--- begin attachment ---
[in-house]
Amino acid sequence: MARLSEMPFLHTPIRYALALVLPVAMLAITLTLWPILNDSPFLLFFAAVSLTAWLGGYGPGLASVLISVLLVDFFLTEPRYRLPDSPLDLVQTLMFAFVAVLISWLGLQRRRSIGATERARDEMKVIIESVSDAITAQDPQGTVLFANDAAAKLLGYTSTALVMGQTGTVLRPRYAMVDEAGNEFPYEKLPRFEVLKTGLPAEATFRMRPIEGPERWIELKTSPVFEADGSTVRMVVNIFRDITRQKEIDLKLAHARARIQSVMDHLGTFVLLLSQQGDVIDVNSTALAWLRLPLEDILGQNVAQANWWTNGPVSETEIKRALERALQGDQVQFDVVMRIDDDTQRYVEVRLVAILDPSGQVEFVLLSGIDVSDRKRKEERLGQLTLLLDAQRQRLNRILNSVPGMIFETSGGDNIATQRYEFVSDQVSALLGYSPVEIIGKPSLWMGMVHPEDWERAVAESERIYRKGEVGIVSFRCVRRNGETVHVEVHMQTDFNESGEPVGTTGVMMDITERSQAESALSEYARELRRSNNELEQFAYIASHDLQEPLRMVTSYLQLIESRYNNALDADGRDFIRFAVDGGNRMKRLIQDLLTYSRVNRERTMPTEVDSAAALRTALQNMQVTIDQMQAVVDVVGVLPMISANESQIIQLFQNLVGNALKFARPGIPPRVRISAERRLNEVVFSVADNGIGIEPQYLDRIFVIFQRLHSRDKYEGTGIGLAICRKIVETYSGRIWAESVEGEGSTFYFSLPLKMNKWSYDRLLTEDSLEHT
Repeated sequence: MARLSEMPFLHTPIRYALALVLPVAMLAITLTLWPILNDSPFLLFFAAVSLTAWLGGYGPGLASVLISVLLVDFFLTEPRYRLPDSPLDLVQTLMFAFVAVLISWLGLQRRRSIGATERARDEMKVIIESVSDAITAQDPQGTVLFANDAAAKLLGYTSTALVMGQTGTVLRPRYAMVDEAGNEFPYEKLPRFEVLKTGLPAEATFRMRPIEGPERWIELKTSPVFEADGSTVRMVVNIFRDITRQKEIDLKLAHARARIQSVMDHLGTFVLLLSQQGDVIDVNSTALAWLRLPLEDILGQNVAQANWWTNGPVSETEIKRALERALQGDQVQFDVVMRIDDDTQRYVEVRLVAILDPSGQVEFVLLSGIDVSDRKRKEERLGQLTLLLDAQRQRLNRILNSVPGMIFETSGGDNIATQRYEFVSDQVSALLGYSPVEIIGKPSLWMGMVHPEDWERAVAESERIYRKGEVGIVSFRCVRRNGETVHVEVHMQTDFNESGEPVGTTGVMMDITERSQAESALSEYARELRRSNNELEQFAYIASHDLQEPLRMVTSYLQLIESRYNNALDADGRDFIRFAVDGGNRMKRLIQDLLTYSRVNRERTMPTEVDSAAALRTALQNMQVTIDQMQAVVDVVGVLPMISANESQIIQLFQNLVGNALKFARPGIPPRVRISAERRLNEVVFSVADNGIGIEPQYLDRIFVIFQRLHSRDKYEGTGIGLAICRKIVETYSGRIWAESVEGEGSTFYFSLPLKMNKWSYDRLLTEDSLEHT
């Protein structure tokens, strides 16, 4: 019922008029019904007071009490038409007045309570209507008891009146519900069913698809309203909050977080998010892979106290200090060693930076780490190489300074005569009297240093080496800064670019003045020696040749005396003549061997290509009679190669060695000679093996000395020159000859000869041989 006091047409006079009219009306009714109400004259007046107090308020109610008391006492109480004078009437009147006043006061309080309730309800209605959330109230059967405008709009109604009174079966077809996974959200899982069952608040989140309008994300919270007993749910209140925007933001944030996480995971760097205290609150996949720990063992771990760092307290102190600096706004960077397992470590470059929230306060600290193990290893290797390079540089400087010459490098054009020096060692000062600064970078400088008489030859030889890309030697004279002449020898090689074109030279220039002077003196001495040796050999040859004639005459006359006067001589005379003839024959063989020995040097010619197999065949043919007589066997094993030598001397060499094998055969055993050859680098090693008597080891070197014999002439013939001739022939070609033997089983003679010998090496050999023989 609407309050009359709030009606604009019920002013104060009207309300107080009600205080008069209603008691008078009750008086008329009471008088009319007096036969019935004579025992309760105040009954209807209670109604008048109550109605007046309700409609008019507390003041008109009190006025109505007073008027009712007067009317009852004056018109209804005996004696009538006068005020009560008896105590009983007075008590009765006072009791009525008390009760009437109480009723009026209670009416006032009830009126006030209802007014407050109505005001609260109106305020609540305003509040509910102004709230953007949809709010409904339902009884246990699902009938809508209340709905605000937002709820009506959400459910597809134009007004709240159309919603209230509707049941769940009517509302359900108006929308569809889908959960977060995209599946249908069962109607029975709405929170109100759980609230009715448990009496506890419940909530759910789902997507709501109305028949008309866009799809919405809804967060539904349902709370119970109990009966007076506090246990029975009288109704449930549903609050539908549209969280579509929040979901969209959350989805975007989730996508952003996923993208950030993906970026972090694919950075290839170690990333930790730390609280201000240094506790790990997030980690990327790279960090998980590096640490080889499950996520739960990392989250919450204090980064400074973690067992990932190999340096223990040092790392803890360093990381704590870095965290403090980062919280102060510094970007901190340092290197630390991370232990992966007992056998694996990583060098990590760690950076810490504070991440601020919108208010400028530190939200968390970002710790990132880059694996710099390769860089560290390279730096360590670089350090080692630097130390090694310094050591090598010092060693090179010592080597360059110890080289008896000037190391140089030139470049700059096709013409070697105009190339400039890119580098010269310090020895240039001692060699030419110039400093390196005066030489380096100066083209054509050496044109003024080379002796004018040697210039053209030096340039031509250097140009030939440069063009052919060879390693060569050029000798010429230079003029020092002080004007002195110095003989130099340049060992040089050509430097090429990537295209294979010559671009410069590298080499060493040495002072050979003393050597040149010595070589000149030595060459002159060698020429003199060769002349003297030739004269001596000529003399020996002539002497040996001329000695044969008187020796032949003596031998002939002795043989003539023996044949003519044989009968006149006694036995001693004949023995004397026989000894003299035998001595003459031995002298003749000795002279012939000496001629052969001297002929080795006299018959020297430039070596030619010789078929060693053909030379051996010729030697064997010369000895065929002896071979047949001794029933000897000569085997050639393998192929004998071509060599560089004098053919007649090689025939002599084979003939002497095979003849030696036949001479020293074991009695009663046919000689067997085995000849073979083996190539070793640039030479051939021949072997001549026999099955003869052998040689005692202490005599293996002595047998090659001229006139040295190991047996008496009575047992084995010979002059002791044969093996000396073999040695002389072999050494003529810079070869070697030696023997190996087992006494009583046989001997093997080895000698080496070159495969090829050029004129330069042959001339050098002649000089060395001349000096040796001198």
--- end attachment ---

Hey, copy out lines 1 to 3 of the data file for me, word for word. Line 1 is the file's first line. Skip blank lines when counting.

[in-house]
Amino acid sequence: MARLSEMPFLHTPIRYALALVLPVAMLAITLTLWPILNDSPFLLFFAAVSLTAWLGGYGPGLASVLISVLLVDFFLTEPRYRLPDSPLDLVQTLMFAFVAVLISWLGLQRRRSIGATERARDEMKVIIESVSDAITAQDPQGTVLFANDAAAKLLGYTSTALVMGQTGTVLRPRYAMVDEAGNEFPYEKLPRFEVLKTGLPAEATFRMRPIEGPERWIELKTSPVFEADGSTVRMVVNIFRDITRQKEIDLKLAHARARIQSVMDHLGTFVLLLSQQGDVIDVNSTALAWLRLPLEDILGQNVAQANWWTNGPVSETEIKRALERALQGDQVQFDVVMRIDDDTQRYVEVRLVAILDPSGQVEFVLLSGIDVSDRKRKEERLGQLTLLLDAQRQRLNRILNSVPGMIFETSGGDNIATQRYEFVSDQVSALLGYSPVEIIGKPSLWMGMVHPEDWERAVAESERIYRKGEVGIVSFRCVRRNGETVHVEVHMQTDFNESGEPVGTTGVMMDITERSQAESALSEYARELRRSNNELEQFAYIASHDLQEPLRMVTSYLQLIESRYNNALDADGRDFIRFAVDGGNRMKRLIQDLLTYSRVNRERTMPTEVDSAAALRTALQNMQVTIDQMQAVVDVVGVLPMISANESQIIQLFQNLVGNALKFARPGIPPRVRISAERRLNEVVFSVADNGIGIEPQYLDRIFVIFQRLHSRDKYEGTGIGLAICRKIVETYSGRIWAESVEGEGSTFYFSLPLKMNKWSYDRLLTEDSLEHT
Repeated sequence: MARLSEMPFLHTPIRYALALVLPVAMLAITLTLWPILNDSPFLLFFAAVSLTAWLGGYGPGLASVLISVLLVDFFLTEPRYRLPDSPLDLVQTLMFAFVAVLISWLGLQRRRSIGATERARDEMKVIIESVSDAITAQDPQGTVLFANDAAAKLLGYTSTALVMGQTGTVLRPRYAMVDEAGNEFPYEKLPRFEVLKTGLPAEATFRMRPIEGPERWIELKTSPVFEADGSTVRMVVNIFRDITRQKEIDLKLAHARARIQSVMDHLGTFVLLLSQQGDVIDVNSTALAWLRLPLEDILGQNVAQANWWTNGPVSETEIKRALERALQGDQVQFDVVMRIDDDTQRYVEVRLVAILDPSGQVEFVLLSGIDVSDRKRKEERLGQLTLLLDAQRQRLNRILNSVPGMIFETSGGDNIATQRYEFVSDQVSALLGYSPVEIIGKPSLWMGMVHPEDWERAVAESERIYRKGEVGIVSFRCVRRNGETVHVEVHMQTDFNESGEPVGTTGVMMDITERSQAESALSEYARELRRSNNELEQFAYIASHDLQEPLRMVTSYLQLIESRYNNALDADGRDFIRFAVDGGNRMKRLIQDLLTYSRVNRERTMPTEVDSAAALRTALQNMQVTIDQMQAVVDVVGVLPMISANESQIIQLFQNLVGNALKFARPGIPPRVRISAERRLNEVVFSVADNGIGIEPQYLDRIFVIFQRLHSRDKYEGTGIGLAICRKIVETYSGRIWAESVEGEGSTFYFSLPLKMNKWSYDRLLTEDSLEHT